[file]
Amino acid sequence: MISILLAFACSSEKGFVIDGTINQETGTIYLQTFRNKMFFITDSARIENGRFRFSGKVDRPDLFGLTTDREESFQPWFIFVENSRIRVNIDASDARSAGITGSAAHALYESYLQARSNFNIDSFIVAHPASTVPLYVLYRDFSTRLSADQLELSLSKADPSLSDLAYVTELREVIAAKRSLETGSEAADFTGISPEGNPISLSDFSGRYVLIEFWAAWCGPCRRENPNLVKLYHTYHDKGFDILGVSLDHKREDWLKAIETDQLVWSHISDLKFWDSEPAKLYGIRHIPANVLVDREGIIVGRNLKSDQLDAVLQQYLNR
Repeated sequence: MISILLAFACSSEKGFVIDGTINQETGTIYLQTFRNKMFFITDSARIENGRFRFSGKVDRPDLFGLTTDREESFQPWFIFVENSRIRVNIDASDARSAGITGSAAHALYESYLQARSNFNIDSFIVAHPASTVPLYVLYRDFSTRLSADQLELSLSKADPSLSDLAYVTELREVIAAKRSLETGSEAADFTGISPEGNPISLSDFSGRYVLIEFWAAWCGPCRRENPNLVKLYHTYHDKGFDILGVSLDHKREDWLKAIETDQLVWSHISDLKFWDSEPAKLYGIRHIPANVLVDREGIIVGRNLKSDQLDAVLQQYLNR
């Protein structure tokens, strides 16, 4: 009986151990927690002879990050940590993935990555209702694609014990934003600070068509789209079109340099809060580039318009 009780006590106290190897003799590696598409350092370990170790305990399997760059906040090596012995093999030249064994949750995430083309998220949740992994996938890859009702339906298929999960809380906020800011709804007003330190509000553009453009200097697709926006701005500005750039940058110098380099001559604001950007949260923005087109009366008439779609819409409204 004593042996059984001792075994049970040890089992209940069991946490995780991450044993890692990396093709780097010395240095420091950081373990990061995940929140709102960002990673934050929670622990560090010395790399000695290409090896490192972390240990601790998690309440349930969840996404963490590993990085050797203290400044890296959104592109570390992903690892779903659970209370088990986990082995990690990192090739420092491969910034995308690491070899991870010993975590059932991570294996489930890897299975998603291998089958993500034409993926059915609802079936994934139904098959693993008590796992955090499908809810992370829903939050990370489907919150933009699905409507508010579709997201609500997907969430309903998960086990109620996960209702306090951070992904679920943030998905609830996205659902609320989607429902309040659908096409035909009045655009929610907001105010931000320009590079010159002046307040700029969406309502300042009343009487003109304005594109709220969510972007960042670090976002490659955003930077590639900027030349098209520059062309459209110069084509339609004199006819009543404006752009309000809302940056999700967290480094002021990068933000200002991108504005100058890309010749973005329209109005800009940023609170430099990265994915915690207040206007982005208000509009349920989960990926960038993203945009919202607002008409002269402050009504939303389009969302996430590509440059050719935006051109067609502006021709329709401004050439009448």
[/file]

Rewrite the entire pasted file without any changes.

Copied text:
Amino acid sequence: MISILLAFACSSEKGFVIDGTINQETGTIYLQTFRNKMFFITDSARIENGRFRFSGKVDRPDLFGLTTDREESFQPWFIFVENSRIRVNIDASDARSAGITGSAAHALYESYLQARSNFNIDSFIVAHPASTVPLYVLYRDFSTRLSADQLELSLSKADPSLSDLAYVTELREVIAAKRSLETGSEAADFTGISPEGNPISLSDFSGRYVLIEFWAAWCGPCRRENPNLVKLYHTYHDKGFDILGVSLDHKREDWLKAIETDQLVWSHISDLKFWDSEPAKLYGIRHIPANVLVDREGIIVGRNLKSDQLDAVLQQYLNR
Repeated sequence: MISILLAFACSSEKGFVIDGTINQETGTIYLQTFRNKMFFITDSARIENGRFRFSGKVDRPDLFGLTTDREESFQPWFIFVENSRIRVNIDASDARSAGITGSAAHALYESYLQARSNFNIDSFIVAHPASTVPLYVLYRDFSTRLSADQLELSLSKADPSLSDLAYVTELREVIAAKRSLETGSEAADFTGISPEGNPISLSDFSGRYVLIEFWAAWCGPCRRENPNLVKLYHTYHDKGFDILGVSLDHKREDWLKAIETDQLVWSHISDLKFWDSEPAKLYGIRHIPANVLVDREGIIVGRNLKSDQLDAVLQQYLNR
């Protein structure tokens, strides 16, 4: 009986151990927690002879990050940590993935990555209702694609014990934003600070068509789209079109340099809060580039318009 009780006590106290190897003799590696598409350092370990170790305990399997760059906040090596012995093999030249064994949750995430083309998220949740992994996938890859009702339906298929999960809380906020800011709804007003330190509000553009453009200097697709926006701005500005750039940058110098380099001559604001950007949260923005087109009366008439779609819409409204 004593042996059984001792075994049970040890089992209940069991946490995780991450044993890692990396093709780097010395240095420091950081373990990061995940929140709102960002990673934050929670622990560090010395790399000695290409090896490192972390240990601790998690309440349930969840996404963490590993990085050797203290400044890296959104592109570390992903690892779903659970209370088990986990082995990690990192090739420092491969910034995308690491070899991870010993975590059932991570294996489930890897299975998603291998089958993500034409993926059915609802079936994934139904098959693993008590796992955090499908809810992370829903939050990370489907919150933009699905409507508010579709997201609500997907969430309903998960086990109620996960209702306090951070992904679920943030998905609830996205659902609320989607429902309040659908096409035909009045655009929610907001105010931000320009590079010159002046307040700029969406309502300042009343009487003109304005594109709220969510972007960042670090976002490659955003930077590639900027030349098209520059062309459209110069084509339609004199006819009543404006752009309000809302940056999700967290480094002021990068933000200002991108504005100058890309010749973005329209109005800009940023609170430099990265994915915690207040206007982005208000509009349920989960990926960038993203945009919202607002008409002269402050009504939303389009969302996430590509440059050719935006051109067609502006021709329709401004050439009448």